The real valuations of markets…

Yes equities are cheap when compared to bond yields and trailing earnings and hence simple historic price earnings ratios.


In fact, they have only been cheaper, on this metric, in the US during the war, the Great Depression and during the crash of 1905.   But this is partly to do with the fact that bond yields are at historically low levels:


Additionally, we need to adjust for the cyclical nature of earnings: if we adjust for Shiller’s real price to 10 year real earnings we find that the market is not as under valued as one would assume.


Indeed, the market would appear under valued, but not anywhere near the under valuation seen if we look just a current earnings yields.   The above chart uses the trailing Shiller P/E of 9.07 of June 1949 as the benchmark.

However, bond yields are artificially low, and basing valuation on such low yields is a bit like saying 0 degrees Celsius is a sweltering day in January in Toronto.  Today’s low bond yields are more indicative of significant risk to bond returns than extreme equity value.  Low bond yields in the presence of immense excess global debt are signalling deflationary risks, and deflation means a high risk of capital destruction and significant declines in earnings as a) capital is written off and b) nominal revenue declines.  Low interest rates imply stress and low valuations an attempt to discount these risks.

So what if we were to look at earnings yields and real trailing P/Es in the context of today’s bond yields.  Well we would get the following graph.


In fact, this would suggest that the market, in terms of historical earnings yield value, is over valued.   Historically we have seen better value (more bang for your buck).  Moreover, if current real earnings have been inflated because of debt dynamics and other factors, then the Shiller real P/E could be higher and the actual real valuation of the market, higher still. 

Are there arguments which would support the arguments of the last graph?  The following chart shows compound real growth over rolling 10 year periods starting Q1 1956 (effectively Q1 1946) to Q3 2011 for the US economy.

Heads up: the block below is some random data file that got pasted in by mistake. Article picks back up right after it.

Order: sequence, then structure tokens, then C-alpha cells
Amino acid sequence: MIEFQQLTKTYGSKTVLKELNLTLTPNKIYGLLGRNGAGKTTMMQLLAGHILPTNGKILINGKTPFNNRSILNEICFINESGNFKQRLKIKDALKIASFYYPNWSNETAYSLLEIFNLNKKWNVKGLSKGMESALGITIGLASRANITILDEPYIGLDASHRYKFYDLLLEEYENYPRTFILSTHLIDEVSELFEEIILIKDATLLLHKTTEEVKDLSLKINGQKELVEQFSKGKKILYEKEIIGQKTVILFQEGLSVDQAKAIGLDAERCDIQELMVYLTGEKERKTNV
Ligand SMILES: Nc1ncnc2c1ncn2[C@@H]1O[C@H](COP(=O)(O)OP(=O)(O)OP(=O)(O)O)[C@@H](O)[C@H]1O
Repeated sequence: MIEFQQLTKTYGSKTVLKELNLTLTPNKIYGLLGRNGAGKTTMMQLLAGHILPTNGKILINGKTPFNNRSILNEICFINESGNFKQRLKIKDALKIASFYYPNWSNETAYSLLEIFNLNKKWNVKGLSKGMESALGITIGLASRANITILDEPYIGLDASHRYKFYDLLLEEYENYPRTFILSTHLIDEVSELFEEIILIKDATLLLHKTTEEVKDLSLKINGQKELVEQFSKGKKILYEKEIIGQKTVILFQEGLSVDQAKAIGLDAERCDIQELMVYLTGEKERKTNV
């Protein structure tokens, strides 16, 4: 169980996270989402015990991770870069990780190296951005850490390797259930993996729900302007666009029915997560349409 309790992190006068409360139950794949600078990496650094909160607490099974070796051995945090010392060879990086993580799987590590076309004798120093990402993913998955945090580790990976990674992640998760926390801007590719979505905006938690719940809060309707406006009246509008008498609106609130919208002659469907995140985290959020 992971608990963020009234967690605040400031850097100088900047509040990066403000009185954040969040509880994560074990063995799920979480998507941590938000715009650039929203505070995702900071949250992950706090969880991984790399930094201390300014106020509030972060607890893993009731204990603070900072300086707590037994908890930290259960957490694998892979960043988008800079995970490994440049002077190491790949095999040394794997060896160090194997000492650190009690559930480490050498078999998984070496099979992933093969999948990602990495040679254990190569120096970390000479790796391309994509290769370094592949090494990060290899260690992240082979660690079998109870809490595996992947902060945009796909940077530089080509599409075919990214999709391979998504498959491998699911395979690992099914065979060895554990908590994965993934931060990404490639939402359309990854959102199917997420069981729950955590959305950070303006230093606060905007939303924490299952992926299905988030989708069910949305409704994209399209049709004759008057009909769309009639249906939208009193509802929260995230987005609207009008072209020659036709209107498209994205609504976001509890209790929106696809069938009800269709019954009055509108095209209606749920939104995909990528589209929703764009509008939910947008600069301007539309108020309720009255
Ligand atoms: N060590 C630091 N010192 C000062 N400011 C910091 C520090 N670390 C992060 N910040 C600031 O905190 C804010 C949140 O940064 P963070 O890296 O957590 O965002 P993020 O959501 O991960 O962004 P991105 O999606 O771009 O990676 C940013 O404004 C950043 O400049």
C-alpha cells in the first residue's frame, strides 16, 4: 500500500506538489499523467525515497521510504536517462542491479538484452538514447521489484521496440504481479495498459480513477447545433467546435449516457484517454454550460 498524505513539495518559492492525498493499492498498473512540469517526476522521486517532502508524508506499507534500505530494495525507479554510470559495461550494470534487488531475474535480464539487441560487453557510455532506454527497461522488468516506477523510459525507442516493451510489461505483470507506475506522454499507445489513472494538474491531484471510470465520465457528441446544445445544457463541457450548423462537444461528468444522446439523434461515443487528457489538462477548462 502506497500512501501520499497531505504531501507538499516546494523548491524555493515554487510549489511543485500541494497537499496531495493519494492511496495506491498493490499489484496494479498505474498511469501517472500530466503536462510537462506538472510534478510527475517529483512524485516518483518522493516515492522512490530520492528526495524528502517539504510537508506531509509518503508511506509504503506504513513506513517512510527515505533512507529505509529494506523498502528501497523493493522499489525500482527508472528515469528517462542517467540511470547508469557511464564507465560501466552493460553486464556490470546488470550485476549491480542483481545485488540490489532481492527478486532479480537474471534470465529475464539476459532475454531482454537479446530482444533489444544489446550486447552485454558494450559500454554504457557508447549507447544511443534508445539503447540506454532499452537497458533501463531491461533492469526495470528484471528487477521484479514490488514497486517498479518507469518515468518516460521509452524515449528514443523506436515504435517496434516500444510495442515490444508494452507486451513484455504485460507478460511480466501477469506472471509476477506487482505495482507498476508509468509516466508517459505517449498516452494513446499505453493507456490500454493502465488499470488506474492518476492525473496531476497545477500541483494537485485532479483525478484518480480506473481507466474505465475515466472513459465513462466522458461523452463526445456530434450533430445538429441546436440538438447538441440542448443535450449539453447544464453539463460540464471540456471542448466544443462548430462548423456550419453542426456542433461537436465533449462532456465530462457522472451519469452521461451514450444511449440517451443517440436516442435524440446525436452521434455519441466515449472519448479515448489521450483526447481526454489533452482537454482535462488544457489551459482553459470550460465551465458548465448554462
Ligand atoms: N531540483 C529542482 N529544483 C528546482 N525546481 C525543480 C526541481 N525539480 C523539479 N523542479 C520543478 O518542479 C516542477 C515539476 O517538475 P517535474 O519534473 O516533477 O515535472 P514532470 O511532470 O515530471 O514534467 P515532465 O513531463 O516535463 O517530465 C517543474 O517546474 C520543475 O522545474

The next graph shows the CAGR (compound annual growth rate) for the above chart:


If we were to adjust for debt expansion we would probably have seen a steady decline in real growth from the 1990s onwards.  The bubbling collapse of the financial system as it tries to delever has seen a significant fall in real growth and we may not yet have seen the finale. 

The troubling aspect is that to date total debt has been increasing (even though consumer debt in many countries has been falling), leading one to expect short term growth to dip below the 1.5% CAGR seen in the latest 10 year rolling periods.   Real GDP growth of less than 50% of historical growth rates would severely dent the valuation arguments that are currently being espoused in the market place.

Secondly, profitability amongst companies is at historical highs, especially in the US and there are many reasons why earnings and earnings growth could stagnate from this point on. 

Historical valuation benchmarks which do not adjust for the fact that we are in a long term deleveraging cycle, that profit margins are at historically high levels and that low bond yields reflect risk factors which are likely to impact equity returns going forward are unrealistic. 

Going forward we may be lucky to see 0.5% real growth per annum for a number of years, inflation may less than 2% in a deflationary cycle and dividend growth may stagnate.  Higher risks require higher returns and with lower growth expectations current valuations need to adjust.  It is likely that current valuations are adjusting for a significant level of risk but they do not offer great value. 

As it stands, the only hope for markets to rise in the short term is for the type of moral hazards that might lead investors to play the markets for short term, significant, but uncertain gains.

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